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How to Prevent Shipping Damage

Trying to find out how to prevent shipping damae? Improper packaging is the most common reason for parcels to be damaged. Opened boxes are always processed slower, and with some bad timing, can delay arrival for a day or more. With a little extra effort, your stuff will fly through and still be in one piece.


  1. Pick the right size box. Your goods should almost fill the box, but leave enough room for cushioning materials. Items soft and light enough to not need buffers, such as clothes, should completely fill the box.
  2. Make sure you face your goods the right way. Some fragile materials need to be kept upright, in this case you should make the top of it face towards the biggest side of the box. If it oriented toward the narrow top of the box, it can be very difficult to be kept upright during shipping.
  3. Use cushioning materials when necessary. Surround your things on all sides, as evenly as possible. Styrofoam peanuts work best for most things, while bubble wrap works well for large fragile materials, without sharp points.
  4. Use tape and then use more tape. For best results apply three strips across the fold of the flaps and at least two more strips across. Even light materials will wear against adhesives and can push open the box. This, alone, won't damage your goods, but can cause them to spill out. Very heavy materials, especially a box with many small metal items, should be given copious amounts of tape.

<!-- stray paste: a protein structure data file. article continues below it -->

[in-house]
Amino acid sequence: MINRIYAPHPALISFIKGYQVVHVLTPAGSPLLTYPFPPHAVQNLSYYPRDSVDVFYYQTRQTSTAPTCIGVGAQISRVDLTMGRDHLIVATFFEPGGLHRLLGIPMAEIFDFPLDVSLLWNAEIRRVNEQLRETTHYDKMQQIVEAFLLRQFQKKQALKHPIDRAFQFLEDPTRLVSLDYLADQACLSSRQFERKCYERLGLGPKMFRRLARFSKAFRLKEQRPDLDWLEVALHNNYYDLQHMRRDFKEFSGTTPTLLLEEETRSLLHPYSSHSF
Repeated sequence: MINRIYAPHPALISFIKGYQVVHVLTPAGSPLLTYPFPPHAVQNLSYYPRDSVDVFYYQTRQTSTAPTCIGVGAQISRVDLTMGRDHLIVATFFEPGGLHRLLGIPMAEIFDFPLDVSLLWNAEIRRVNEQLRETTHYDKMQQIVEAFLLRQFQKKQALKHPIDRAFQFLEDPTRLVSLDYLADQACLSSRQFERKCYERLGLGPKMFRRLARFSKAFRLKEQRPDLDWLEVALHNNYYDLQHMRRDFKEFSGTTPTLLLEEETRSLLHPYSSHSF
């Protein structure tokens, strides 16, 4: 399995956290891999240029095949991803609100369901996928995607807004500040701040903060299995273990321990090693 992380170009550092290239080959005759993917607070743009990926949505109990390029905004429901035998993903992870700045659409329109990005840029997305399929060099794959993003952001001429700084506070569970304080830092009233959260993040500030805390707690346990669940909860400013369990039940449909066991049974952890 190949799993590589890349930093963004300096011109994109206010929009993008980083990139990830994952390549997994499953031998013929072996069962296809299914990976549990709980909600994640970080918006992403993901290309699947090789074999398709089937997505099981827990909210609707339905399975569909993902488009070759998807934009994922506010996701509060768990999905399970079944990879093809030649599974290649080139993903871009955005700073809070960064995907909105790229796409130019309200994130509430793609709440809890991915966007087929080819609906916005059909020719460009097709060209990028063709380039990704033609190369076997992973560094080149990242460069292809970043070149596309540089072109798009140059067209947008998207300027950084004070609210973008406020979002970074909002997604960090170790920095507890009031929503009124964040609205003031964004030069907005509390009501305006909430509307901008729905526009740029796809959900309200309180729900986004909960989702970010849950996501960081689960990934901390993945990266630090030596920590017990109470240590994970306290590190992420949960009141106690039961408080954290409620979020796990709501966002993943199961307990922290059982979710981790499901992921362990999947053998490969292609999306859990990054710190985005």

5. Write the intended address in large bold letters, on the largest side of the package. If your box is cardboard brown, write the address on a piece of white paper and then tape it on. This will reduce the need for handlers to manhandle it in order to find and read the address.
  6. Be polite when sending the package off. Employees in the package delivery industry are often unappreciated and underpaid for hard physical labor. Do not give them any reason to take out frustrations on your goods.
  • When sending bottle of liquid, use plenty of styrofoam peanuts. Although these kind of packages do not break commonly, when they do, they almost always leak.
  • Do not use metal staples to seal your box. They are notorious for ripping through the cardboard during shipping and sending their contents flying.
  • Always use extra buffering materials with fragile goods. A fragility indicator will be frequently ignored; do not think it will protect fine china.

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